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NEW SCHOLARSHIP AIMED AT HELPING WOMEN SUCCEED

TWU READING DEPARTMENT ADDRESSES ADOLESCENT LITERACY

NEWSBRIEFS

UPDATE ON TWU PEOPLE

THE NEXT TWO WEEKS AT TWU: JULY 3-16, 2006

 


Volume 28, Number 22, July 3-16, 2006

NEW SCHOLARSHIP AIMED AT HELPING WOMEN SUCCEED

Texas Woman’s University and a new non-profit organization are giving women a second chance at a college degree and a career.

Empowering Women as Leaders, a non-profit organization headquartered in Southlake, was formed in 2004 with the goal of providing financial support and mentoring for women over age 23 to earn a degree. EWL partnered with Texas Woman’s University to establish its scholarship program and identify scholarship candidates.

“We looked at colleges in the Dallas/Fort Worth area that are supportive of women,” EWL founder and president Carolyn Pineda said. “We are extremely fortunate to have TWU as a partner to help us get started.”

Dr. Richard Nicholas, TWU’s vice president for student life, said the partnership with EWL was a natural for the university.

“Their goal to assist women, especially nontraditional-aged women, to complete their education has been a mission of TWU’s for a long time,” he said. “The mentoring aspect of the scholarship may have as much, if not more, value to the students than the dollars. It’s more than a donation; it’s a relationship. It’s a measure of the commitment these women have to helping other women.”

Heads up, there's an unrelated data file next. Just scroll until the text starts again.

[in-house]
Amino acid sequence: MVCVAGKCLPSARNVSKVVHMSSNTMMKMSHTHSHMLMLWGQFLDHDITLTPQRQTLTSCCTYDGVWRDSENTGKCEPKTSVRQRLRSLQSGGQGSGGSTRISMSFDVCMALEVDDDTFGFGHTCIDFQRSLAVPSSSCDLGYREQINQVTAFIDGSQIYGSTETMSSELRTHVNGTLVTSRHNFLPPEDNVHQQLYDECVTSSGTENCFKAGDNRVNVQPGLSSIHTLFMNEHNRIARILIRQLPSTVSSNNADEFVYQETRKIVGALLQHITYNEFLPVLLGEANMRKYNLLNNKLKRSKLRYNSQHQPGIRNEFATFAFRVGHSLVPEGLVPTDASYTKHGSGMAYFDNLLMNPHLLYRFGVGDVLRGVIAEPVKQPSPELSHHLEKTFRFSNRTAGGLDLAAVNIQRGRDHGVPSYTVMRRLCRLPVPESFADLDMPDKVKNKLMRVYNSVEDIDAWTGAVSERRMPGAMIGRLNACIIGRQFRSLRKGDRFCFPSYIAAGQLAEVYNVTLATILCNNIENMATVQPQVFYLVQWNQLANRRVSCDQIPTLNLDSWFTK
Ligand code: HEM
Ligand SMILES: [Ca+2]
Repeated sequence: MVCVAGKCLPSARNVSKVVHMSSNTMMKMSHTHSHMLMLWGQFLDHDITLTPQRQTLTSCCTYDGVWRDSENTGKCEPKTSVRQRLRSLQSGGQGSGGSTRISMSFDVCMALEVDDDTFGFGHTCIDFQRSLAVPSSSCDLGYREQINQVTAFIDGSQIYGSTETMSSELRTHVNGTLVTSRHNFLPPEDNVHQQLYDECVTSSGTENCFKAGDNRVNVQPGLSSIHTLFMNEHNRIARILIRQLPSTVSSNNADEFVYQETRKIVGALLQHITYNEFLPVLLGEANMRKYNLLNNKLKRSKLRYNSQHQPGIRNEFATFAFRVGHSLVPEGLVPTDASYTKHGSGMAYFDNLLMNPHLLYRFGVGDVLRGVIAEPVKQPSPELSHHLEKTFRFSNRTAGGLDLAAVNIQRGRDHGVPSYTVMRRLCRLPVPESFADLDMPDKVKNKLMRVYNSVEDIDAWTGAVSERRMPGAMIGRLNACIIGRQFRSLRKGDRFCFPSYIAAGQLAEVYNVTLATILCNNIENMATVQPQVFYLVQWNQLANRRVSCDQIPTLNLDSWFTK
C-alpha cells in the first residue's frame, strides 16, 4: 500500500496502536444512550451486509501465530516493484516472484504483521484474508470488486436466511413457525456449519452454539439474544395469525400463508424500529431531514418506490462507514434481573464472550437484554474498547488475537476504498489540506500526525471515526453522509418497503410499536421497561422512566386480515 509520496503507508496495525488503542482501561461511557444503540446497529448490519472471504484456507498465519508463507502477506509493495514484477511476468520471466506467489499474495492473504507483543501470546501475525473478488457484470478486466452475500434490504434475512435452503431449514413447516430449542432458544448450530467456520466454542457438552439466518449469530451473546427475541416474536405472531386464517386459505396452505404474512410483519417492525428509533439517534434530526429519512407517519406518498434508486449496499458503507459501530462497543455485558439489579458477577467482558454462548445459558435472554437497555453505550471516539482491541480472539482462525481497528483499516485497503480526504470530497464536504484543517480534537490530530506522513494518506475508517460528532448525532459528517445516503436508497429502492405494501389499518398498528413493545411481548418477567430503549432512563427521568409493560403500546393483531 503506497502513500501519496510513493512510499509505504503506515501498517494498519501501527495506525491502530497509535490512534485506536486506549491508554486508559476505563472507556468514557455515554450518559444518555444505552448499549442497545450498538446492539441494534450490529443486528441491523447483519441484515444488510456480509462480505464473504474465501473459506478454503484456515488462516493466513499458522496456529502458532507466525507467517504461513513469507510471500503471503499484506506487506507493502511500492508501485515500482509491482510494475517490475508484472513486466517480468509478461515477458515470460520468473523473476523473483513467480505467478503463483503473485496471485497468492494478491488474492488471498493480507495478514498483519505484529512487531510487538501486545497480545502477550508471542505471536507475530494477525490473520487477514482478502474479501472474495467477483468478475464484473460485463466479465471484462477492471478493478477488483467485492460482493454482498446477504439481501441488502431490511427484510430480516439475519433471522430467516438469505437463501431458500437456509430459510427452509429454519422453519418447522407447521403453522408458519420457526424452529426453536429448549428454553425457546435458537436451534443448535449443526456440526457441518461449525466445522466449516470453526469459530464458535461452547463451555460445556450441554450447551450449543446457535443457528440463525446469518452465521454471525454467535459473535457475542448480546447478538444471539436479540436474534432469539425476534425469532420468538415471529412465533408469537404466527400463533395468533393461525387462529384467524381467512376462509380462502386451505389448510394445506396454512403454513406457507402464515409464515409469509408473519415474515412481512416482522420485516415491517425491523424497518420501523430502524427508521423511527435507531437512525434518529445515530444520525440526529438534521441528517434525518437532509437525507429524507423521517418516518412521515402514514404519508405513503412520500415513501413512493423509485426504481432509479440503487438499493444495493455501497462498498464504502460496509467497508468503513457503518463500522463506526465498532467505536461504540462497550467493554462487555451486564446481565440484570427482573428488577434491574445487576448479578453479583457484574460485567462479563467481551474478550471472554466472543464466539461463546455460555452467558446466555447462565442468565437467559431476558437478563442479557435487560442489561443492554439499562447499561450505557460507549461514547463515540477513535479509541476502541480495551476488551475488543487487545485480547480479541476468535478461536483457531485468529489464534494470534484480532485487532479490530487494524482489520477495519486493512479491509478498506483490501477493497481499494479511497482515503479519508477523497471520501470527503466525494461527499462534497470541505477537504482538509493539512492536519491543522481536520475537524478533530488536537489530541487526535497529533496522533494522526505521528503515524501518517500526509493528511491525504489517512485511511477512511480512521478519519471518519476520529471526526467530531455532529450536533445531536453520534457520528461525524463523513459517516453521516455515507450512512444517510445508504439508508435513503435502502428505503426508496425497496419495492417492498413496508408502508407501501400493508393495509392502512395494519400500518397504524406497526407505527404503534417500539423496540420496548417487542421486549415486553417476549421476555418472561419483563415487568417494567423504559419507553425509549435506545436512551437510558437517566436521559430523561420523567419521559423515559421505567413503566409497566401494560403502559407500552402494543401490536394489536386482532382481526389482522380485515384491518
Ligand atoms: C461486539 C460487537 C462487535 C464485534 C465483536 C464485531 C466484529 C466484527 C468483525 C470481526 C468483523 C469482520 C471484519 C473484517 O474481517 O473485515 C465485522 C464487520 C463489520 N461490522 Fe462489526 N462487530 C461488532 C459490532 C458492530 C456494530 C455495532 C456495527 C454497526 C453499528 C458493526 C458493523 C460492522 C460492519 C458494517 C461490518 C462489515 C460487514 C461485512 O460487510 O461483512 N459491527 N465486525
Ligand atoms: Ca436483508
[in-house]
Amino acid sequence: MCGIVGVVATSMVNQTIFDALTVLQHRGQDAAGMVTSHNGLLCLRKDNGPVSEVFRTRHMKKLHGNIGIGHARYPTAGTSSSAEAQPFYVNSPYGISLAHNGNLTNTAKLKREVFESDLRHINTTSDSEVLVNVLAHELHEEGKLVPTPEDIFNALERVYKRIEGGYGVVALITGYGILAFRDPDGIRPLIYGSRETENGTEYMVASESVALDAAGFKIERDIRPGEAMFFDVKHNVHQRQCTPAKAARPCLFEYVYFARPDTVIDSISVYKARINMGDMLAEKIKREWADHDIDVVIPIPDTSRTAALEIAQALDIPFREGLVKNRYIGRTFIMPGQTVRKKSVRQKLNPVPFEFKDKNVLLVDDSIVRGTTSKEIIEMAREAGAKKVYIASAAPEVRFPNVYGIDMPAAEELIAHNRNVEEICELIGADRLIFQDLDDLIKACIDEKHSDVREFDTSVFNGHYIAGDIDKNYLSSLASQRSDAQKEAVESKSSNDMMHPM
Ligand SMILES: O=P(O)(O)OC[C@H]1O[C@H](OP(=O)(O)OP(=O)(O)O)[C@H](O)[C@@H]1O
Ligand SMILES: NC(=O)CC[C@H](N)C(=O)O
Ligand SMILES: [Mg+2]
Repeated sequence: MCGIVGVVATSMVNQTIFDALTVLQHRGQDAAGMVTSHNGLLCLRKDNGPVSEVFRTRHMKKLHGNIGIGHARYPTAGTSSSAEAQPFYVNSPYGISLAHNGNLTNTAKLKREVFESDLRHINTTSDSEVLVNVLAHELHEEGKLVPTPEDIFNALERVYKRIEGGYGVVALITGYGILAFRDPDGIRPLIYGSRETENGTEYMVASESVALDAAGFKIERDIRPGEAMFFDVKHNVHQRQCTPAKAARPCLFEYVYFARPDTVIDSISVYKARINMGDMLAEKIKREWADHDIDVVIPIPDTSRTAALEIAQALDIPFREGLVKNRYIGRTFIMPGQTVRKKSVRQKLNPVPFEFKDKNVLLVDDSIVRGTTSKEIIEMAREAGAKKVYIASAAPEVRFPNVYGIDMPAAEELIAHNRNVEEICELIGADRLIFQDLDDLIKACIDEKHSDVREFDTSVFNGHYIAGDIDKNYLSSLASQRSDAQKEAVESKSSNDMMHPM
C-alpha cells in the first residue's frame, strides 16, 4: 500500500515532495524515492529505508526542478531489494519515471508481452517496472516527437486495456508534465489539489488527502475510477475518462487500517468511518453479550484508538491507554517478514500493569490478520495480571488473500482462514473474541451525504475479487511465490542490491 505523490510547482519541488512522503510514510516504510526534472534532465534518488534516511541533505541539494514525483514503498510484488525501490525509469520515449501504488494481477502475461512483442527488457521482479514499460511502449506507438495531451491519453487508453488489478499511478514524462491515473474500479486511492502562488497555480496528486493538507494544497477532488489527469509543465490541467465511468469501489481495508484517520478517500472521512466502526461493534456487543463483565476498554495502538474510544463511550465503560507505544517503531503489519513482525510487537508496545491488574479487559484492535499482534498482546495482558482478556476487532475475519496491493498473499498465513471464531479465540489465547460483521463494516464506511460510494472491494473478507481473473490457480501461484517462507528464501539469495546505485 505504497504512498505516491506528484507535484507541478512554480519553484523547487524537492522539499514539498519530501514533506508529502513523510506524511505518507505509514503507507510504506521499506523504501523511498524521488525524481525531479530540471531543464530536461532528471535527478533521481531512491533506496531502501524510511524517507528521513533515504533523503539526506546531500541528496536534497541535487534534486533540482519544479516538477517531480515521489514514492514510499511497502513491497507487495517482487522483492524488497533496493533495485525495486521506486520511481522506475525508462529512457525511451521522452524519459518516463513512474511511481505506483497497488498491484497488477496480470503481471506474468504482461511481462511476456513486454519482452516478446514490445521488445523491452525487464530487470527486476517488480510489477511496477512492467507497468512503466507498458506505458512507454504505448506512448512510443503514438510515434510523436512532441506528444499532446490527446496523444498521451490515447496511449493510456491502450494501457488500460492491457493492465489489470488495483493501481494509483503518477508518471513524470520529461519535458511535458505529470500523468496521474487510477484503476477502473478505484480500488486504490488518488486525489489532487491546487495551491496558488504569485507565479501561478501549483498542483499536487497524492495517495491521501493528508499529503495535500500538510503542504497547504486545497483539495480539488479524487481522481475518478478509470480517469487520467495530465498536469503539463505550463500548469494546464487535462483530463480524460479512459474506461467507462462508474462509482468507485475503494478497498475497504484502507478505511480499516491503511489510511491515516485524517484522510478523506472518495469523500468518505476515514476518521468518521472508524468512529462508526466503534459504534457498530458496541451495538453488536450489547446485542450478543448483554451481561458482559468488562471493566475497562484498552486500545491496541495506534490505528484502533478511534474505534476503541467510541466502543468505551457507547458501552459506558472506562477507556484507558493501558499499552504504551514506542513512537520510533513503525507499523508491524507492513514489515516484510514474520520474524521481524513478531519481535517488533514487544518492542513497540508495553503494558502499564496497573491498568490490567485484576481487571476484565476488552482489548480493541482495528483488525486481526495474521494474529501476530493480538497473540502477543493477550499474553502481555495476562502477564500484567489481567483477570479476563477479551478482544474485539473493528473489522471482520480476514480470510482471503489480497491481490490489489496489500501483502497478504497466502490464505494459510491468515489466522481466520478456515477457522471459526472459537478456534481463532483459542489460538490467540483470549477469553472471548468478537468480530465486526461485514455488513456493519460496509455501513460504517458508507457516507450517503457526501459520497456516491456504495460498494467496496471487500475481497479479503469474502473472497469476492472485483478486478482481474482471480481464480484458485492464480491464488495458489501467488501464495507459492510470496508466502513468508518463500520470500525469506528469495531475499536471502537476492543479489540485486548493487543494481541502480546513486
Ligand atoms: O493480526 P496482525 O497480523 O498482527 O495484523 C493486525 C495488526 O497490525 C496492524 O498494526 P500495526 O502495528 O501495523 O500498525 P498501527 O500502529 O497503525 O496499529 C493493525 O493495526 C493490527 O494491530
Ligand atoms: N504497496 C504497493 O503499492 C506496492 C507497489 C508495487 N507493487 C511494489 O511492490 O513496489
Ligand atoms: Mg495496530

Scholarships are provided to women ages 24 and older who are regarded as having a high potential for success. In addition to the $1,500 per year provided by the scholarship, recipients, who are called“Stars,” will receive mentoring throughout college and for the first two years of their career. Those Stars then go on to mentor new Stars in the program.

Ms. Pineda, vice president of professional services for Sabre Holdings in Southlake, said that pairing the Stars with women who have achieved success in the workplace helps them prepare professionally and provides them with emotional support.

“Many people who go to college later are worried about returning to school,” said Ms. Pineda, adding that she started college at age 26. “It’s essential to have support at that time in your life.”

Though EWL initially planned to sponsor only one student its first year, two recipients were selected. Galynn Draper-Lindemann of Denton graduated in May with a bachelor of social work degree and has entered TWU’s Executive MBA program. Vanessa Lee White of Dallas received her bachelor of fine arts degree in photography in May.

For more information on EWL, go to www.empoweringwomenasleaders.org.

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TWU READING DEPARTMENT ADDRESSES ADOLESCENT LITERACY